How Learnist Crowdsources Expertise

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By Crystal Morgan of Learnist

Dawn, a high school civics teacher has integrated Learnist into her class room. After a few weeks, both Dawn and her students were hooked.  Dawn excitedly decided to share her success with her peers, but was met with some resistance.  The number one push back she heard was, why use Learnist when you have a question, when you can just “Google It”.  Despite the fact that many people have embraced social learning combined with curation from experts in both academia as well as organizing personal learning information, some people remain skeptical.

While it’s true that you can Google, but when you do, you are on your own. With Learnist, you have the experts handing you beautifully curated topics tied with a bow.  Some of these boards contain simple but critical pieces of information.  Christian Termont’s board San Francisco Neighborhoods is one example.

In this board, Christian, in humorous detail, outlines every San Francisco neighborhood in order to help newbies avoid moving into neighborhoods that will get their cars stripped. I envision this type of format expanding to other urban centers around the nation, providing critical information to people relocating. If you’ve ever had the misfortune of experiencing a blind move, you’ll find this type of information essential.

When you get to San Francisco, you might take advantage of Alex Hunter’s board Where to Run in San Francisco and other boards about events, foods and culture—all of which provide information from an insider’s perspective that might not be readily available by an outsider resorting to Google.

Crowdsourcing Expertise

When we say “experts” we mean two things.  First, the intent of Learnist is to recognize that everyone is an expert in some area, either professionally or in an area that they are passionate about.  People can convert those areas of expertise into learnboards and share them with others. That’s the true nature of learning.  In return they will be able to enjoy the learnings of others right back.

But when we say “experts,” we also mean honest to goodness experts, because there are a ton of celebs and notables using Learnist, too.  The social aspect of Learnist means that you, the learner, can engage with them—comment, answer, discuss, and “like” learnings. It brings you into their circle.

Melissa Fleiss of Project Runway has shared boards on fashion and projects ranging from something simple like “How to make handmade napkins” to the amazing “Final Collection 2011.”   While I, personally, will most probably never get the honor of wearing her collection, I can make napkins.  Even cooler than that, I can discuss making napkins with someone who’s so talented in fashion that even her napkins will make me feel like I’m in haute couture.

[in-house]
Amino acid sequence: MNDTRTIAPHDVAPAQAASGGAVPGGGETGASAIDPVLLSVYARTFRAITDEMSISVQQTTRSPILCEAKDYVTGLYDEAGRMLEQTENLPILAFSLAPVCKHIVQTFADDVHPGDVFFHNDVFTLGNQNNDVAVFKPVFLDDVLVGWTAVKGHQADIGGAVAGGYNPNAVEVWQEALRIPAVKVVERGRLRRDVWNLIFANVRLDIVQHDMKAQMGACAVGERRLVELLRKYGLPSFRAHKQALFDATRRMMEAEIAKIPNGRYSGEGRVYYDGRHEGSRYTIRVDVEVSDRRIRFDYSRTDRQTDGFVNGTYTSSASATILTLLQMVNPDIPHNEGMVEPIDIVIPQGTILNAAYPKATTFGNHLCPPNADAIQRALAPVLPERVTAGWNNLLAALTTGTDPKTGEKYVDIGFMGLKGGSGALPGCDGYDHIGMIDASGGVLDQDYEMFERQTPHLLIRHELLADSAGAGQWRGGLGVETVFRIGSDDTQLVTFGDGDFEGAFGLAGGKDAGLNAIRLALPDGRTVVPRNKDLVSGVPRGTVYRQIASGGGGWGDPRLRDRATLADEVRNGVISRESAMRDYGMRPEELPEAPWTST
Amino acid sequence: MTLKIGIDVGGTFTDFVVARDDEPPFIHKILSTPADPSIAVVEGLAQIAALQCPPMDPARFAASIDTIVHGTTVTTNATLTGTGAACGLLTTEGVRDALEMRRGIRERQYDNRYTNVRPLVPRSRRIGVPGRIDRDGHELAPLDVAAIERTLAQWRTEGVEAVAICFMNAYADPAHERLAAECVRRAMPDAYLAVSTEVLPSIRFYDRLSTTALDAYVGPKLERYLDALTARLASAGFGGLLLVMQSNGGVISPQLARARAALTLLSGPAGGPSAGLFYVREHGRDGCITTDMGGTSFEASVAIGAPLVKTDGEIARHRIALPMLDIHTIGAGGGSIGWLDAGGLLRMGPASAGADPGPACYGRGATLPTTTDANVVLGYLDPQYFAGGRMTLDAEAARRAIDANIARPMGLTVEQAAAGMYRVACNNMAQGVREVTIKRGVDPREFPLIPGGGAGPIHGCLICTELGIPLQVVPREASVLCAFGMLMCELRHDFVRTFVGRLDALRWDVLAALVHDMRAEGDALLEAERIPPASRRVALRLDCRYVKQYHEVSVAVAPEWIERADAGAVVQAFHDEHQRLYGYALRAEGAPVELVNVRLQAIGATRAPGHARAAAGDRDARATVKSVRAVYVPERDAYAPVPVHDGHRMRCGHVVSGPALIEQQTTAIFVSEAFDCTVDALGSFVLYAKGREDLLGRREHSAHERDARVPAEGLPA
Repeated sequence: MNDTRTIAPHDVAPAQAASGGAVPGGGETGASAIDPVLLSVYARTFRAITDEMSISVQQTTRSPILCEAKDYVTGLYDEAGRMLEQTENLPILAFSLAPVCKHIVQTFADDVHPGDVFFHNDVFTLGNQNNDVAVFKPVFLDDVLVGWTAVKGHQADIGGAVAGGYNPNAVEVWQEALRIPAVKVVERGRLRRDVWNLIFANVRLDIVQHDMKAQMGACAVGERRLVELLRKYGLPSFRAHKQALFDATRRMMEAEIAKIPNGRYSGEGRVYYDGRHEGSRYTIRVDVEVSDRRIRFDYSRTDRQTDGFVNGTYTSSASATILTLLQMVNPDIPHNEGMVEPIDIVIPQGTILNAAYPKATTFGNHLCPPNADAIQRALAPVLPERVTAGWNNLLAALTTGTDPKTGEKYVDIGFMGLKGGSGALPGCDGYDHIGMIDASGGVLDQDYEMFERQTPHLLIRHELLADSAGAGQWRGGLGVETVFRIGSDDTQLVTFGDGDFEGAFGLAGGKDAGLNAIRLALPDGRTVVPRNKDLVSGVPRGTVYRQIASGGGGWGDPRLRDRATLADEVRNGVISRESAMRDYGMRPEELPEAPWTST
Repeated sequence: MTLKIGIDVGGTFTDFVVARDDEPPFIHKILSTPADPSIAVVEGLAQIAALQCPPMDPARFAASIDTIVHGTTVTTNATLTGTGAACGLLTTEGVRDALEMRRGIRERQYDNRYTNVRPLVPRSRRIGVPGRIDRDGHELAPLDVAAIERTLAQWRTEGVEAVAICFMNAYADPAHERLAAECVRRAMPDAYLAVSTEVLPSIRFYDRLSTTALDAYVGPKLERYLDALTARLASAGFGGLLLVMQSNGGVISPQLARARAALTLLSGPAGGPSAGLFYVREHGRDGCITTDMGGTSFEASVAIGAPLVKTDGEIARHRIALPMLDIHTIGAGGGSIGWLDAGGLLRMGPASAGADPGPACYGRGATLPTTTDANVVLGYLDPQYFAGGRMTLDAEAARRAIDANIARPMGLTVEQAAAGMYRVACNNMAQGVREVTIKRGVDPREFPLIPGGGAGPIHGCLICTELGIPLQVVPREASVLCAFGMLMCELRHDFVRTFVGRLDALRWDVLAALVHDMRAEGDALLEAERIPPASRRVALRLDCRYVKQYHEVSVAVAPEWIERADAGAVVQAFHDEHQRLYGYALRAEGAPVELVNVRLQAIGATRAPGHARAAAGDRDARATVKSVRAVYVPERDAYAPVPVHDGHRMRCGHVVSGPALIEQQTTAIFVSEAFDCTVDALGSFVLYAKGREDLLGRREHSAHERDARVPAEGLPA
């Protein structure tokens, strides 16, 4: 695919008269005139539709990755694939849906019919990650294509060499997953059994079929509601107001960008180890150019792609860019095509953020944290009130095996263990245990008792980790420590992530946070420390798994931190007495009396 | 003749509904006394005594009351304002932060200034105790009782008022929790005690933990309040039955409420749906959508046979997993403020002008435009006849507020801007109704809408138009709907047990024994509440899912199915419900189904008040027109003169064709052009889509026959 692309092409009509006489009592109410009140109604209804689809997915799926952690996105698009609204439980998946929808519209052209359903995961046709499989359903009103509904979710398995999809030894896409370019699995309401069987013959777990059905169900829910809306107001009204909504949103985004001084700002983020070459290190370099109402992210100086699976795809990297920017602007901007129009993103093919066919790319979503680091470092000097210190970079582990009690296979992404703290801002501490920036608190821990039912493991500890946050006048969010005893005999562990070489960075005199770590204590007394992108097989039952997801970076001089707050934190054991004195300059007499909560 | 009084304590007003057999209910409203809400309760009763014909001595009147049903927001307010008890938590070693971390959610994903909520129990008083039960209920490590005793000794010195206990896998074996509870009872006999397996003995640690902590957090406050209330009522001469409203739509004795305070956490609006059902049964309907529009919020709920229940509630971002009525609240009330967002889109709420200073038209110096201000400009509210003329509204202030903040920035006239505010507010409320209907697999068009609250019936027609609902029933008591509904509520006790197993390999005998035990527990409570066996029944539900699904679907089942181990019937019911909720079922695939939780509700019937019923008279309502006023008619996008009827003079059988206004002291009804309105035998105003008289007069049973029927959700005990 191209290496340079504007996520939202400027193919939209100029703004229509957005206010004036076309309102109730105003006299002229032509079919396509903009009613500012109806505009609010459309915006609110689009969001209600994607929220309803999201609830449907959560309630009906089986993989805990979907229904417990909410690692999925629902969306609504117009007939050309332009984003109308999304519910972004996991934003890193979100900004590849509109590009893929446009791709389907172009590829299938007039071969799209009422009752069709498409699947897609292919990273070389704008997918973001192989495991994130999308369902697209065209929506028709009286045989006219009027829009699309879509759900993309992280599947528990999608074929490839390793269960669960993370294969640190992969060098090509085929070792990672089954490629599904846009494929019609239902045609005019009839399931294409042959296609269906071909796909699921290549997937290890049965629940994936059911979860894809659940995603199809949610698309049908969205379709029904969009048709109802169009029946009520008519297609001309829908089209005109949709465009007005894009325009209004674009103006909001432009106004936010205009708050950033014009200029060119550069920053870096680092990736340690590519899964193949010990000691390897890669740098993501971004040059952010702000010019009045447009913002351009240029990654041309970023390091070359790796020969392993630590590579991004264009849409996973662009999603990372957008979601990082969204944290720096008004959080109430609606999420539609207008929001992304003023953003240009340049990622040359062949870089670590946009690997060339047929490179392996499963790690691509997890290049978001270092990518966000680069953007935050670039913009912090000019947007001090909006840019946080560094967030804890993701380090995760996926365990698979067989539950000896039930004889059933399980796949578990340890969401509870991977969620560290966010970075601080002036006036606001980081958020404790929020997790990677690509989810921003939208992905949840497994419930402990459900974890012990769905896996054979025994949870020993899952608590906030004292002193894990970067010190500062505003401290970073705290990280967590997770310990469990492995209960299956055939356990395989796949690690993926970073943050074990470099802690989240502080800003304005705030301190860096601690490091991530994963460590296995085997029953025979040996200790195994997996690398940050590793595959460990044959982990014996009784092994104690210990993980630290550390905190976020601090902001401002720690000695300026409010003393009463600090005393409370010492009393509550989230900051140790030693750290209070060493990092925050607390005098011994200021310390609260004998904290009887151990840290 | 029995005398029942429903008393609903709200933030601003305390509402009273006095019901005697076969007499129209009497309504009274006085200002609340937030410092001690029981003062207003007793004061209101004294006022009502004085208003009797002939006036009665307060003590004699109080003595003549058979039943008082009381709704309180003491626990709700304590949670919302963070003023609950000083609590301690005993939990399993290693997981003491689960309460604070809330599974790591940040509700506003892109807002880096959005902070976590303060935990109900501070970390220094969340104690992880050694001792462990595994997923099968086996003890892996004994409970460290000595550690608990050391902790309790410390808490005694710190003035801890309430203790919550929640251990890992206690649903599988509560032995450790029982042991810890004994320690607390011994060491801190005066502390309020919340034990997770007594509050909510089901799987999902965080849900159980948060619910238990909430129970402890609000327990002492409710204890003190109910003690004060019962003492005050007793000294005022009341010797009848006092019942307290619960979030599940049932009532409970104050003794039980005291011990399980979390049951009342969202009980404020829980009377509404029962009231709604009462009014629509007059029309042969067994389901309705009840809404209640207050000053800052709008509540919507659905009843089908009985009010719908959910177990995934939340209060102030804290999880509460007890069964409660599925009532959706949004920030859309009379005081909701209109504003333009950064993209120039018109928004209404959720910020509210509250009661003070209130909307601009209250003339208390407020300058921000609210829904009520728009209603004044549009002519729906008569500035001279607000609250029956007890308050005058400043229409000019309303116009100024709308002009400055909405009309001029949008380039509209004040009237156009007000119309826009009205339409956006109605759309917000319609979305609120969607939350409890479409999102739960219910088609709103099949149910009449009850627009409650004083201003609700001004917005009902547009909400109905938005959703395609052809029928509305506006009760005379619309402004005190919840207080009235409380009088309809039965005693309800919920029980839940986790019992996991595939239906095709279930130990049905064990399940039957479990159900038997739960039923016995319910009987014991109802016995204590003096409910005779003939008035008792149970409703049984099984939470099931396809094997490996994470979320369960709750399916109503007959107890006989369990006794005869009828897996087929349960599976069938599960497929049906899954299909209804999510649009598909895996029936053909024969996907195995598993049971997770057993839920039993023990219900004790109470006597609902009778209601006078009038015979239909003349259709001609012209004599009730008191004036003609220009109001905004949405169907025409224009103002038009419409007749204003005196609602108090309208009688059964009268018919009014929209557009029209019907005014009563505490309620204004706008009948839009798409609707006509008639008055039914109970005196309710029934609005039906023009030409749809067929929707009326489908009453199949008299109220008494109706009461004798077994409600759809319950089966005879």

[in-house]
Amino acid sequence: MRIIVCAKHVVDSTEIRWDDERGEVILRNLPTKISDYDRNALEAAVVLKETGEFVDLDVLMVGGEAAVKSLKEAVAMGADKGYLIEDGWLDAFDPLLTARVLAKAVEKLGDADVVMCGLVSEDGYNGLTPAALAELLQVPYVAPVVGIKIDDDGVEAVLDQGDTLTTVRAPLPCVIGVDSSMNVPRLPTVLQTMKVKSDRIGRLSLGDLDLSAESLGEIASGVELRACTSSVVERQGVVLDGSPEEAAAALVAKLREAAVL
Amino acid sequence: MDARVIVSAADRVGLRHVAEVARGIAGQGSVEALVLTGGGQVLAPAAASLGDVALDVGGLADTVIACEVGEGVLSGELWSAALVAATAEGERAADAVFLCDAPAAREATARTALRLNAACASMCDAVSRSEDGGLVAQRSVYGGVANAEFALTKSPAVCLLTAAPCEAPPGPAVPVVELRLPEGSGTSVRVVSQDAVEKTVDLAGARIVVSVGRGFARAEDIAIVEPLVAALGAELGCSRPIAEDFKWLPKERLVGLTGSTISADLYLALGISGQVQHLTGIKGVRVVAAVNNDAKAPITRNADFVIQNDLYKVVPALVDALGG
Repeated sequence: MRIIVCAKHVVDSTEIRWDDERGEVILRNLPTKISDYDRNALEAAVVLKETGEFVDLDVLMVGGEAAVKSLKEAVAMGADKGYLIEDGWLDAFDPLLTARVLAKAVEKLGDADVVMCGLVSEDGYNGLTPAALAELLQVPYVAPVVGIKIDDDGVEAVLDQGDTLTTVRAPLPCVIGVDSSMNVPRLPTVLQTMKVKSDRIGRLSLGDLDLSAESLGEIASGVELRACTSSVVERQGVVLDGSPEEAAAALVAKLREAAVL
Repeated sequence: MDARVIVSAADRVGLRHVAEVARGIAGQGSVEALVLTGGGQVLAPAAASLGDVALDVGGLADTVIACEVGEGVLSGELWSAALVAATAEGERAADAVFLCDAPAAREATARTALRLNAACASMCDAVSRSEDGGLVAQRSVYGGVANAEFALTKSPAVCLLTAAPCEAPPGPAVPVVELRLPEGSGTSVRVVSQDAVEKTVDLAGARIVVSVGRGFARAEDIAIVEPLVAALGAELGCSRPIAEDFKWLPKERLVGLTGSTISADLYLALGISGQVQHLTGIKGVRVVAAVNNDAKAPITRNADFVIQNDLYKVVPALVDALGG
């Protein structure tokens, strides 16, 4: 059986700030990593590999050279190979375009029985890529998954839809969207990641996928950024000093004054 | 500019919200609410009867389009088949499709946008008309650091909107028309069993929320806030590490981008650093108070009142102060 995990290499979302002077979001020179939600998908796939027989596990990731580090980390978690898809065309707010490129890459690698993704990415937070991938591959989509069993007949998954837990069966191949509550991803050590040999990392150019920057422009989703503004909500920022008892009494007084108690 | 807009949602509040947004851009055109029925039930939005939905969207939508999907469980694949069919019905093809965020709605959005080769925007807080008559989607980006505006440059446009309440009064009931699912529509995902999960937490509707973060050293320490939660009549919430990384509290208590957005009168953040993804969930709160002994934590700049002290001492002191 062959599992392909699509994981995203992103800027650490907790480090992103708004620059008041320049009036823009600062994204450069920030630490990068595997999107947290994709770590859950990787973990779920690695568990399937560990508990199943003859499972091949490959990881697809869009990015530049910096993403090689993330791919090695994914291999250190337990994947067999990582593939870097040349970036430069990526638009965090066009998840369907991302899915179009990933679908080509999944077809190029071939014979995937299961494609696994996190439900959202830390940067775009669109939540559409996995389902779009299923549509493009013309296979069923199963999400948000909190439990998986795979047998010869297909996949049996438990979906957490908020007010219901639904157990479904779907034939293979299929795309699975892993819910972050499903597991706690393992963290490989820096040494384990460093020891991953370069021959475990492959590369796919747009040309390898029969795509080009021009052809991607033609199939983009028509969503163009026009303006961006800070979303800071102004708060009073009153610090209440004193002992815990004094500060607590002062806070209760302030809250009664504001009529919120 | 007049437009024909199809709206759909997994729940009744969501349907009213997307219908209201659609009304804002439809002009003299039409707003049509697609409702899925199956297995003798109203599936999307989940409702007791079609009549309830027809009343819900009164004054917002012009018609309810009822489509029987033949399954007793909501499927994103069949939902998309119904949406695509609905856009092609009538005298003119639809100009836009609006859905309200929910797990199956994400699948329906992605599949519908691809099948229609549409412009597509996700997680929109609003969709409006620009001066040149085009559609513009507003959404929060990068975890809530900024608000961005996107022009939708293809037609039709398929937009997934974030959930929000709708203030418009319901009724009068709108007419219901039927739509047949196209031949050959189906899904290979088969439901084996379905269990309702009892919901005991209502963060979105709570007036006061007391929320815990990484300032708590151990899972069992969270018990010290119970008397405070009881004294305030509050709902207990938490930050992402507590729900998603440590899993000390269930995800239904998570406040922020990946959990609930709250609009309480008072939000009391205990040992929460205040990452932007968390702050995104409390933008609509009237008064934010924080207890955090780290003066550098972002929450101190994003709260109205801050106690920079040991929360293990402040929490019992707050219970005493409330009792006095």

Syndicated columnist and addiction expert Jeff Wolfsberg has created several boards on youth and adolescent health and wellness.  His boards run the gamut from topics like Alcohol and Drug Prevention Education to emerging drug trends, addiction recovery, and success for college-bound students.  Jeff also makes regular expert appearances on many national news outlets and shows such as ABC’s The View and NBC’s Today Show.

I’ve had the chance to discuss my beloved Yankees and UConn basketball team with reporter and sports journalist Laurence Scott, host of the San Francisco Giants Clubhouse.  I’ve talked politics, current events and history with retired newspaper editor Dave Stancliff, and had a chance to collaborate with winning political strategist Dina Fraioli. I even connected with “author and patriot”Amelia Hamilton and got a copy of her book, “One Nation Under God, A Book for Little Patriots” which I used to teach a lesson in my class.

Being interested in politics, I was especially excited to see Representative Marco Liias (D-WA) sign on board to use Learnist to share information with his constituents, something I’d like to see more of in the future from other politicians and public officials working toward transparency.  For those not familiar with Rep. Liias’ work, he is the author of anti-bullying, school climate legislation, which has taken a leading role in promoting student emotional and physical health in many schools today.

Conclusion

This is just the tip of the iceberg as far as experts on Learnist. There are leading investors, venture capitalists, authors, nutritionists, exercise and fitness experts, educators, online publishers, news personalities, entrepreneurs, and policy experts. The list goes on and on.

So, if you find yourself asking, “Why should I use Learnist when I can just Google?”  Simple–because when you’re looking for this quality of information, you can’t “just Google.”

You must “Learnist.”

About the author: Dawn has worked in a couple industries, but fell in love with teaching. She currently teaches HS civics and ESL classes in RI. A moment learning is never a moment wasted. @runningdmc; Image attribution flickr user rdecom and elevertbarnes